Increasing endurance

You want to improve performance in your chosen endurance sport.
You want better recovery and less soreness.
You want better all-round health.

Choose your own training adventure!

Viktoria Preuß

Product developer at Atlantic Multipower who runs, takes part in Pilates & likes to travel in her free time.

Whether you're just getting started on the road to fitness or have been competing in sport for a while, concentrating on your endurance and stamina is going to help you improve your fitness levels and athletic performance.

As with any exercise being prepared for the training session and the recovery that follows is crucial for increasing your physical fitness. As well as focusing on factors like sufficient sleep, fuelling performance and recovery requires quality nutrition in your diet. The range of products from Multipower are aimed at supplying you a range of options to fit in around your own specific diet and training plans, to help you reach your goals more easily.

"You don't only increase endurance during a training session. If you want to go for a run in the evening, you can help the body prepare for increased performance at breakfast and lunch."


Nutrition and Training go hand in hand


You can only successfully increase performance and support your health if you eat and drink the right things. A balanced diet and proper hydration are key, as everyone knows, but this is where the most mistakes happen. Here we'll cover the fundamentals of sports nutrition and help you avoid the pitfalls of poor nutrition.

Note: Your diet should reflect your needs, the information below is aimed at those looking to increase performance, if you're your training to lose some body fat or build muscle then you should refer to the nutrition info in the “Losing weight" or "Building muscle" sections.

Obviously your diet should be generally balanced, contain lots of fruit and vegetables, whole-grain products and high-quality proteins and fats. For sports performance, three things are particularly important.


They are the most important fuel for the muscles when working hard. They're stored in the liver and muscle in the form of glycogen - but only in limited amounts. If you want to maintain a consistent performance level during exercise over extended periods, you should always start out with an optimal store of glycogen and keep topping it up.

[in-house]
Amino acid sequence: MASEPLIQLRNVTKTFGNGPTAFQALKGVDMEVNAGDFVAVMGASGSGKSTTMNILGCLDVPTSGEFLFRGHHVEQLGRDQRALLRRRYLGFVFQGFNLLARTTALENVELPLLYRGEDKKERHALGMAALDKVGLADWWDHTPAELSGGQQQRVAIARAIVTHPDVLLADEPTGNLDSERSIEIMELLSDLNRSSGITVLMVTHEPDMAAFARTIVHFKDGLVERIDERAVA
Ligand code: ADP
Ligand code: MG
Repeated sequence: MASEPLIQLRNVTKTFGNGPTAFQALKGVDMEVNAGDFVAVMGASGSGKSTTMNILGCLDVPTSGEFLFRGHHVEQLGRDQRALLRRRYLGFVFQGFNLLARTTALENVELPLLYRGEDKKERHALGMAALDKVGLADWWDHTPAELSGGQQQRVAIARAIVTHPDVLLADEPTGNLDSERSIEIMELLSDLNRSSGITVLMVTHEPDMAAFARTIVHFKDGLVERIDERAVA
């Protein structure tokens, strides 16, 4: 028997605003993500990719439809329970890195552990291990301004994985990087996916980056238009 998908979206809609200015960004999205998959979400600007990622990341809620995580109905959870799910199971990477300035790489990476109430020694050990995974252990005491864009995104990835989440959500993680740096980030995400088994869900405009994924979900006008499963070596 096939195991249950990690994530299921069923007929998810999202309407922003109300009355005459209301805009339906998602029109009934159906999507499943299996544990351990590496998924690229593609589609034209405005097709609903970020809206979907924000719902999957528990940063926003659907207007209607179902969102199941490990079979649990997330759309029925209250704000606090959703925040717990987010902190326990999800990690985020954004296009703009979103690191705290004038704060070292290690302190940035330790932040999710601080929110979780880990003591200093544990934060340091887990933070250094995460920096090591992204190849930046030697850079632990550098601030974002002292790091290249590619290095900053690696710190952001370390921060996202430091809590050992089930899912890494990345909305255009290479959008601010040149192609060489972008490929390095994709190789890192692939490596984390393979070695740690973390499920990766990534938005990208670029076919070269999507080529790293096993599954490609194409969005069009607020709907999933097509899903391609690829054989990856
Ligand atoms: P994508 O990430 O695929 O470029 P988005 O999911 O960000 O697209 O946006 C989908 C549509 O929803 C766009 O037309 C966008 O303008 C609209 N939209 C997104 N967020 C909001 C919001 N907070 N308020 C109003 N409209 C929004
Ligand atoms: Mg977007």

Reductions in carbohydrate stores can lead to fatigue, lack of concentration and a drop off in your performance. We recommend snacks such as energy bars, dried fruit and bananas for when you're training, competing or recovering. The right sports supplements allow you to absorb the necessary amounts of carbohydrates, effectively, in an easy to consume form.


Protein supports muscle regeneration in the recovery phase. Having the right nutrients at hand after a competition or training is proven to optimise recovery. In a normal diet, protein foods must first be broken up before they can be split into amino acids which the body can then absorb - a process that takes a lot of time and energy. The specifically selected protein found in sports supplements do not require as much digestion, and some require none at all. This means they enter the blood quickly and provide the muscles with essential amino acids without burdening your digestive system. This makes them especially useful around training and as supplements for whole food proteins.


Dehydration very quickly harms your ability to exercise. Two litres of water a day is a good baseline, with the majority of the intake coming from plain water. Over longer workouts you should drink an additional 250-300 ml or so every 15 minutes. Isotonic drinks are a particularly good option, as they contain exactly the right concentrations of energy-giving carbohydrates and important minerals like sodium and potassium that aid hydration, speeding the movement of liquid out of the gut and into the body.


As an endurance athlete, you should balance nutrients and total calorie requirements as shown.

Individual adjustments must be made according to workout intensity and exercise frequency. If after work you prefer to relax rather than exercise, healthy fats and high-quality protein are preferable and carbs should be reduced.


Stick with it, you will see the results!

Everyones motivation for taking up a sport or doing more exercise are different. Training increases fitness, improves bodyshape and quality of life of course, but it also helps reduce stress and even improves things like memory and mental performance. Whatever your reason for taking it up the key is to stick with it until the habit changes become second nature.

Motivation is high at the beginning but after a while everyone's enthusiasm takes a bit of a hit. The key here is to focus on your goals and the benefits that no doubt you are already experiencing.